Oncologists are doctors who provide medical treatment to:
- individuals at high risk to develop cancer, based on family history or genetic test results
- individuals currently fighting cancer
- cancer survivors
Oncologists are concerned with many aspects of cancer care and work within a multidisciplinary medical team in order to provide individuals with the best possible cancer treatment. Your oncologist may:
- Screen individuals at risk for cancer
- Diagnose individuals with cancer
- Explain the cancer diagnosis and stage (a description of where the cancer is located, if or where it has spread, and whether it is affecting other parts of the body)
- Discuss all treatment options and provide a recommendation for the best course of treatment
- Provide therapy to treat cancer (e.g. surgery, chemotherapy, radiotherapy)
- Provide follow-up care after successful cancer treatment
- Provide palliative care to those with terminal malignancies
- Help maintain quality-of-life by managing cancer-related pain and other symptoms or treatment side effects
Oncologists often specialize- meaning they develop an interest and an expertise in the management of particular types of cancer. Specialized oncologists work together to provide individuals with a combination of therapies (surgery, chemotherapy, and radiation therapy) designed to best treat their cancer. Specialties include:
Radiation oncologists use ionizing radiation to treat cancer. Raditian can be used alone, or in combination with surgery and/or chemotherapy, to treat individuals diagnosed with cancer. It may also be used palliatively to relive symptoms in individuals with terminal malignancies.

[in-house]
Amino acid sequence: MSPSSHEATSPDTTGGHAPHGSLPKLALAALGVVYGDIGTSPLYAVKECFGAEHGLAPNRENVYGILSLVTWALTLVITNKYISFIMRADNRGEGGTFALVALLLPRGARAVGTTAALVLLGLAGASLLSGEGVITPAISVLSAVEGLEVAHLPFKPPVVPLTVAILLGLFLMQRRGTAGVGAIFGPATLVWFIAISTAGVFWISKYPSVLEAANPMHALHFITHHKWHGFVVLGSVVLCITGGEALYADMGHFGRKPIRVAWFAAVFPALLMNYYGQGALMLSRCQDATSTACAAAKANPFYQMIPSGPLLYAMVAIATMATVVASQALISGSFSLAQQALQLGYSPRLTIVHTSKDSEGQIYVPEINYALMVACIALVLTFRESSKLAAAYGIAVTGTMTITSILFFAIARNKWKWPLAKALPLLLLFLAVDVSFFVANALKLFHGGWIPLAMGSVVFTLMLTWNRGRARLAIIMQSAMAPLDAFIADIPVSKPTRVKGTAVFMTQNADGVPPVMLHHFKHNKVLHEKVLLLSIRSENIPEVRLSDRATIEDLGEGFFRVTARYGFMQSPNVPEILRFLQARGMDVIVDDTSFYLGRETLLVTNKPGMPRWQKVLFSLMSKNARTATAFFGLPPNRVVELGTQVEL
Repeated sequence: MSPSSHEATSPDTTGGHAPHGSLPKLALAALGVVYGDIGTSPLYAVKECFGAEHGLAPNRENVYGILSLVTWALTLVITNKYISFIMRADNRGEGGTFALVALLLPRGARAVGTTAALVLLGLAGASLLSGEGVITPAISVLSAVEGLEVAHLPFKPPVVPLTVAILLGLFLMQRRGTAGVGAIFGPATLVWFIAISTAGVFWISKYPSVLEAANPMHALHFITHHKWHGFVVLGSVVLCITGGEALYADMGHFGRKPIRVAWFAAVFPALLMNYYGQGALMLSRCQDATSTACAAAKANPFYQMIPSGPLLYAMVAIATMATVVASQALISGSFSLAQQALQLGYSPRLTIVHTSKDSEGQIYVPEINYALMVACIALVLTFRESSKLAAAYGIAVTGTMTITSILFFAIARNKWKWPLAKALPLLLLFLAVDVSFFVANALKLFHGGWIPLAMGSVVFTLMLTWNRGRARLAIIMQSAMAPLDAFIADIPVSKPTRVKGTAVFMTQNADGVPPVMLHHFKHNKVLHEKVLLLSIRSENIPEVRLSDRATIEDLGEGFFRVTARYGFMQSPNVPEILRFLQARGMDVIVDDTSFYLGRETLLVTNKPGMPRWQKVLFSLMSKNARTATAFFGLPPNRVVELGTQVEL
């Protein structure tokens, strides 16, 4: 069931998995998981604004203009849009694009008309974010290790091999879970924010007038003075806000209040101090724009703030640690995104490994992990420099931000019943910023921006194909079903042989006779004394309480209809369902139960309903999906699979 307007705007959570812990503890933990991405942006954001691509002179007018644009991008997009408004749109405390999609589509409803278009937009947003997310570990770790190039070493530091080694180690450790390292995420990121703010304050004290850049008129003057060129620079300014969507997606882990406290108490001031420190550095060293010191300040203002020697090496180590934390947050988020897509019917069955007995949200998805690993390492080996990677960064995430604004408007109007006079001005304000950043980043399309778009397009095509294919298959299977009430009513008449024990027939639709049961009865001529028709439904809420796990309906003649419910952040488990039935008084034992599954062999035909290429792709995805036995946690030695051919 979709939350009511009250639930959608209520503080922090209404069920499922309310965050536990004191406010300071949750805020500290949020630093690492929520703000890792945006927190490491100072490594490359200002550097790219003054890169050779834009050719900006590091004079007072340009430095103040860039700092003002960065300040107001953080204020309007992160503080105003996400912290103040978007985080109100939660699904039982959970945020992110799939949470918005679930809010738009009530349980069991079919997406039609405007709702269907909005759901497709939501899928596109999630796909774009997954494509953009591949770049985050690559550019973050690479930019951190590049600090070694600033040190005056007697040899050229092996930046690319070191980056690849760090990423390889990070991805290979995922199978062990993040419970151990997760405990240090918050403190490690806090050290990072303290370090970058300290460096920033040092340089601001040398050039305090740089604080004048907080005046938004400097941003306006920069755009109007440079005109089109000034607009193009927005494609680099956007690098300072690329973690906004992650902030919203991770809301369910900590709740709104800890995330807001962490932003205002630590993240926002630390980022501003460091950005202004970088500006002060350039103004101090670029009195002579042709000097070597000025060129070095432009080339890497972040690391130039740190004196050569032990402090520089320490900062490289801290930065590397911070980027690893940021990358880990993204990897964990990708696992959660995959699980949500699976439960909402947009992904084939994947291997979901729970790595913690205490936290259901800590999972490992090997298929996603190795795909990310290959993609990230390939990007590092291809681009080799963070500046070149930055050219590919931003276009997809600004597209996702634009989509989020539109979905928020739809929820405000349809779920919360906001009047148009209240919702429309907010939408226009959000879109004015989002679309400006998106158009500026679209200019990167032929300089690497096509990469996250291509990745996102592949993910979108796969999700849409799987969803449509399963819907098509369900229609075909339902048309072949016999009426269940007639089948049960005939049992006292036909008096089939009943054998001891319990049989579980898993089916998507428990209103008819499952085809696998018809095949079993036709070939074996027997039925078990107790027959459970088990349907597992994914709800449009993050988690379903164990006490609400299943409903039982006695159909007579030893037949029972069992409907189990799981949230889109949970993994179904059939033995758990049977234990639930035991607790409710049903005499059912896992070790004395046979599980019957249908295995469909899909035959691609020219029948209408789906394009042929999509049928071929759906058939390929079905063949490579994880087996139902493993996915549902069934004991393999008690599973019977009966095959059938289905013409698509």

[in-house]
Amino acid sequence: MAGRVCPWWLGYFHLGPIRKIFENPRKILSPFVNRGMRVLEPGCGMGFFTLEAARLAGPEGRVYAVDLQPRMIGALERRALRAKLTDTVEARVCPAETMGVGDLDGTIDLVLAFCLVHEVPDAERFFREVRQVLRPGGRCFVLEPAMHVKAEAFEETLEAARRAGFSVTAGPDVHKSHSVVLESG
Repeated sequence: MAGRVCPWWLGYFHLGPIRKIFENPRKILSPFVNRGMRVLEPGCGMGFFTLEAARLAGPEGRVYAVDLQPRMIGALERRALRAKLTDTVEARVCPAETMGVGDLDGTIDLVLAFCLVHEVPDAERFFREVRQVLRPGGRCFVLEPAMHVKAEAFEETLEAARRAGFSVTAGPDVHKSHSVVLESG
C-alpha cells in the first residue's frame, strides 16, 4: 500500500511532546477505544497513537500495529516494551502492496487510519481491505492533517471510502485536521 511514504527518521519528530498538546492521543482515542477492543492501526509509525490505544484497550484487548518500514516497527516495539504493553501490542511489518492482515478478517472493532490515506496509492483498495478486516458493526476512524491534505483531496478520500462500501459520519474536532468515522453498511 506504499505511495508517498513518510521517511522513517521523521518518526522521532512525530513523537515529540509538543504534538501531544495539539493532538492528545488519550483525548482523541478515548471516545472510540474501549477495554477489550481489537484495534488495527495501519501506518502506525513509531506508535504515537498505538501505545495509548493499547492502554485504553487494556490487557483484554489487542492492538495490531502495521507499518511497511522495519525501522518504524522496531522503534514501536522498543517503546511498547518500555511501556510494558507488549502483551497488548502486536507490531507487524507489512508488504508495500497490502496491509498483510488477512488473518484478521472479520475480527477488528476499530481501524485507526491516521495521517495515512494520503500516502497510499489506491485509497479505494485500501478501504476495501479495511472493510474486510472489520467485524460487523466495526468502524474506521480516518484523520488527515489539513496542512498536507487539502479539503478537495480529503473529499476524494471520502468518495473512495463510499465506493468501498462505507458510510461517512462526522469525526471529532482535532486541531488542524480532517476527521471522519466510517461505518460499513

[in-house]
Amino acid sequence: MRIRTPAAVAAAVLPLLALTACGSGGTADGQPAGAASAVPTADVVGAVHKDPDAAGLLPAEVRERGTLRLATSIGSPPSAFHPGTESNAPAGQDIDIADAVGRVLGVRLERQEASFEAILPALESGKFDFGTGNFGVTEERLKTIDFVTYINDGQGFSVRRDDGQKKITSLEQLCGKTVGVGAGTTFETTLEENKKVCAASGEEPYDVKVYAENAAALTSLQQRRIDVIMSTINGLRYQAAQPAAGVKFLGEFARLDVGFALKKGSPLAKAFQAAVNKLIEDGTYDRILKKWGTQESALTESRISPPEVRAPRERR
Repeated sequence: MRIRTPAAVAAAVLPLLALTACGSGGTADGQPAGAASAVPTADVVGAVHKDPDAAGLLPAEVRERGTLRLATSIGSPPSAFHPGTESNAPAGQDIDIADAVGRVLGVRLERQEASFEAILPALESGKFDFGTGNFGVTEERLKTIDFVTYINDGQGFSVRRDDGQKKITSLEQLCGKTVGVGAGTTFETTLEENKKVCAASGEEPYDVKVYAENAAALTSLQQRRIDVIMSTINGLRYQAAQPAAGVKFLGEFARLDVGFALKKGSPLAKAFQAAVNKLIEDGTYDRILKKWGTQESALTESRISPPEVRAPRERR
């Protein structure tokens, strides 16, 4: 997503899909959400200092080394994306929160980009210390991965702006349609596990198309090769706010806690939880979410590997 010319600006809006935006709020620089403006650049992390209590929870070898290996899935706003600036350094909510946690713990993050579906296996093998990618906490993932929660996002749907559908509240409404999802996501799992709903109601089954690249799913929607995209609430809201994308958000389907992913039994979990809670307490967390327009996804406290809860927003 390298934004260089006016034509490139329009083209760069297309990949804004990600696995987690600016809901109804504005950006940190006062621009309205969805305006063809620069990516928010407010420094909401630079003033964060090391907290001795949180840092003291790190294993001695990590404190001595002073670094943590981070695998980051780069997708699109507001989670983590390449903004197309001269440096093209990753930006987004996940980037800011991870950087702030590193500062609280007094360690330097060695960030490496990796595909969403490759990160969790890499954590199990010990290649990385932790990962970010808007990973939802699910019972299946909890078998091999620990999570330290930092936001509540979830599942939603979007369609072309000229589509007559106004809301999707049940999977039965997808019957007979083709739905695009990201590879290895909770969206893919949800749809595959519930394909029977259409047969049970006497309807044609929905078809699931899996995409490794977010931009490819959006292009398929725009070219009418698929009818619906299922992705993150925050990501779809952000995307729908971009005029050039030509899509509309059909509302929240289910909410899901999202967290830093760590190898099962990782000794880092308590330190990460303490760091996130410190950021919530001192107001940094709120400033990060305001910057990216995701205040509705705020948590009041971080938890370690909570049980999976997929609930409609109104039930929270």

Surgical oncologists remove tumors and the surrounding tissue during a surgical operation. They can also performs biopsies (the removal of a small amount of tissue for examination under a microscope) to look for cancer cells.
Medical oncologists treat cancer with chemotherapy (the use of drugs to kill cancer cells, usually by stopping the cancer cells’ ability to grow and divide) or other medications, such as targeted therapy and oral (in pill form) chemotherapy.
Gynecologic oncologists focus on the care and treatment of women cancer of the reproductive tract, such as uterine cancer and cervical cancer.
Pediatric oncologists specialize in the treatment of children with cancer. This specialty includes all three primary oncology disciplines listed above (radiation, surgical, and medical oncology). Some types of cancer occur most often in children and teenagers, such as certain brain tumors, leukemia, osteosarcoma, and Ewing’s sarcoma; however, they occasionally occur in adults. In these instances, an adult may decide to be treated by a pediatric oncologist.
Your onoclogy team may also include a pathologist (a doctor who specializes in interpreting laboratory tests and evaluating cells, tissues, and organs to diagnose disease)and a diagnostic radiologist (a doctor who specializes in performing and interpreting imaging tests, such as x-rays or ultrasound tests, to diagnose disease).
Your oncologist should discuss cancer-related infertility and help you understand your risks. Here are 5 questions to get the conversation started:
1. How is my cancer affecting my health right now?
2. How quickly do I need to start treatment?
3. Will my cancer or its treatment affect my future fertility?
4. What fertility options are out there?
5. Can I have a child after my cancer?
If you have a specific fertility-related question or would like a referal for a fertility preservation consultation, call the Oncofertility Consortium® FERTline at 312-503-FERT or 866-708-FERT to speak with a patient navigator and find a reproductive specialist near you.